Preventing Prenatal Infection

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prepare_womanPreventing Prenatal Infection

When most women imagine what their pregnancy will be like, it’s a pretty safe bet that nobody imagines battling infections in themselves or their growing little one. Unfortunately, prenatal infection is a reality – and the month of February is devoted to educating the public about ways to help prevent them.

We know, moms-to-be already have a lot going on and a lot to remember – but there are several relatively simple steps that can be taken to avoid any infections that could potentially be passed on to your developing little one. Many of these tips are really just common sense, but mommy-brain is real and things that are normally common sense can easily be forgotten. Let’s take a look:

  1. Treat any of your infections quickly: Getting sick happens. Be sure to treat any colds, strep throats, upper respiratory infections, etc. very quickly with the help of your doctor. For some women, recurring yeast infections or urinary tract infections happen throughout pregnancy. It’s important to try and manage and minimize those infections as much as possible. That may mean having to change detergents, soaps, clothing, etc. – which can be annoying – but it’s vital to do what you can.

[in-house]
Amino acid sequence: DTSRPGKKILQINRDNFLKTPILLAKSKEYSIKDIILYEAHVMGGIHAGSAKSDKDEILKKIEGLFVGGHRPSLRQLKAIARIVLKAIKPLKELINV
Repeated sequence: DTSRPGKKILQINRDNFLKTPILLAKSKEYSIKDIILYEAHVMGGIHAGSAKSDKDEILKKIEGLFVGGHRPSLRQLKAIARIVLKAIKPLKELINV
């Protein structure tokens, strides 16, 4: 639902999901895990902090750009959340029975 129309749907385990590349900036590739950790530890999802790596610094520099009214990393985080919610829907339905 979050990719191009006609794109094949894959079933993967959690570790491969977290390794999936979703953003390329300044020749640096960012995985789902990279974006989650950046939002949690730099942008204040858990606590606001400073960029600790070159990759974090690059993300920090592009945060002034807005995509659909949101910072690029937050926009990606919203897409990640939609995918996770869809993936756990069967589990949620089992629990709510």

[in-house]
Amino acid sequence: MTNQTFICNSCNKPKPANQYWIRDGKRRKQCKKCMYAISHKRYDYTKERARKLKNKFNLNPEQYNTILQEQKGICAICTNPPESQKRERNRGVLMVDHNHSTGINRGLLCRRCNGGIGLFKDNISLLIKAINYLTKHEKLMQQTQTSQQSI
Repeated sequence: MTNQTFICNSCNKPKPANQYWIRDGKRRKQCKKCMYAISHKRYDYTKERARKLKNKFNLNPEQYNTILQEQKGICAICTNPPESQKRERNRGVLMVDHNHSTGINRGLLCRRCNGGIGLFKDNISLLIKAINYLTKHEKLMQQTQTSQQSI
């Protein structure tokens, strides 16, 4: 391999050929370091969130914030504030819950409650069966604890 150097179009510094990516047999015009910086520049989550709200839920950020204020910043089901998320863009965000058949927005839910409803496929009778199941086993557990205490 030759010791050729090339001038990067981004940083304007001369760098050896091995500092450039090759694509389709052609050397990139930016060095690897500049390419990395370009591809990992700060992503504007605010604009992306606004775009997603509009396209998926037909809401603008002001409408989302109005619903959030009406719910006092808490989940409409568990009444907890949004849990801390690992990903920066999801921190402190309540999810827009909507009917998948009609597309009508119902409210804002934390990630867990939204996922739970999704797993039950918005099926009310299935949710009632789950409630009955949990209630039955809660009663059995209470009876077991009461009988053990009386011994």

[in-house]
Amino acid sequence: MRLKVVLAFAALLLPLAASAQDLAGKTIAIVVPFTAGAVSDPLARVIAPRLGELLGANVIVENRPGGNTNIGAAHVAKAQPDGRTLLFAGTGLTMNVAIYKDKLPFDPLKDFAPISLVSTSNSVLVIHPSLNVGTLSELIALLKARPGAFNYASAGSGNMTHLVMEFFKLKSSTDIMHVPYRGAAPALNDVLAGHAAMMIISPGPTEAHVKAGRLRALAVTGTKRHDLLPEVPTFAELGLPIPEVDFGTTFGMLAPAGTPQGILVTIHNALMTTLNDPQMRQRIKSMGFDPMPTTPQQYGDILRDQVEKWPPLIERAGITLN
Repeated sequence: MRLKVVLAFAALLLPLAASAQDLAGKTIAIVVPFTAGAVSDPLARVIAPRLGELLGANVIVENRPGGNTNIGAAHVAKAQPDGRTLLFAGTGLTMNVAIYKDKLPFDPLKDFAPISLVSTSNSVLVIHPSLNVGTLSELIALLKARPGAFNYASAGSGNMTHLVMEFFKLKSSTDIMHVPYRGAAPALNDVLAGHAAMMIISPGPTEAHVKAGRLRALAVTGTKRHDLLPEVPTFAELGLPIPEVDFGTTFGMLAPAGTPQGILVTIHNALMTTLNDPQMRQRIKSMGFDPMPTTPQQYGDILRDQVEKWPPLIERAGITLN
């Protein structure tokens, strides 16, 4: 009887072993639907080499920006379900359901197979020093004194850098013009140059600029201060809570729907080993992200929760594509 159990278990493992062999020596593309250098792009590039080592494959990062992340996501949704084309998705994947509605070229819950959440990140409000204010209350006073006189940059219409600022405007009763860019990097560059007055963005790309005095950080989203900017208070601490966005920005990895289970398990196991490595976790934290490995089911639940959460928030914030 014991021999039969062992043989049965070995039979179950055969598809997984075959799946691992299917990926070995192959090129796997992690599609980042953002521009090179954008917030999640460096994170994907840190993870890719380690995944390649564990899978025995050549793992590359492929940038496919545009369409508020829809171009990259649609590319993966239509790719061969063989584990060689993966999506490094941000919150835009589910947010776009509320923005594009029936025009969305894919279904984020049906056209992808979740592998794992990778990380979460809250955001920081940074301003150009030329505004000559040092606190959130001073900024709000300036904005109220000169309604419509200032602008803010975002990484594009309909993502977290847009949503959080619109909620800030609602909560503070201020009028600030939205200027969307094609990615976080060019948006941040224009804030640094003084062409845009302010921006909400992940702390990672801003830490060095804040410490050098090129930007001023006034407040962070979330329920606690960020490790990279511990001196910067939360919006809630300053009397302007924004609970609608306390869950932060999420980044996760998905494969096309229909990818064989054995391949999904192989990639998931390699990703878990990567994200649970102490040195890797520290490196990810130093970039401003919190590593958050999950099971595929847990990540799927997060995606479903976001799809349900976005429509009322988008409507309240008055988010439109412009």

2. Wash up: We constantly drill the importance of washing your hands after using the restroom, but there are several other times when washing your hands is key, especially for the pregnant woman. Those times include:
    1. Changing diapers
    2. Playing with or caring for young children or pets
    3. Cooking or handling raw meat, eggs, veggies, etc.
    4. Handling soil
    5. Being near anyone who is sick
    6. Handling dish sponges, remote controls, doorknobs etc.
    7. When you are done using computers or touch-screen devices
  3. Avoid cleaning up after pets: Obviously we don’t mean to neglect or get rid of pets, but have someone else clean up pet waste, clean enclosures, etc. if it’s possible. This step is especially vital if the pet is a cat, rodent or reptile/amphibian. Cats can transmit Toxoplasmosis through their litter. Rodents have been known to carry viruses. Reptiles and amphibians have been known to spread salmonella (yes, the same thing you can get from undercooked chicken). Normally, none of these would be much of a problem, but a pregnant body is a body with a suppressed immune system. That means an infection that you could otherwise fight off easily or avoid altogether can suddenly be a real problem.
  4. Eat fresh: Packaged vegetables and meats might be fine to eat when you’re not pregnant but, as we mentioned above, pregnancy suppresses the immune system. That means any bacteria that could be breeding in the package will have more likelihood of causing infection. Sandwich meats in particular can start infections in the body if they are not cooked to the point of steaming before they are eaten. That may be ideal for a grilled sandwich but it could make any cravings for a simple turkey club a bit of a problem. Skip the package and go for the fresh stuff, it’s not likely that you’ll get an infection – but it’s not worth the risk.

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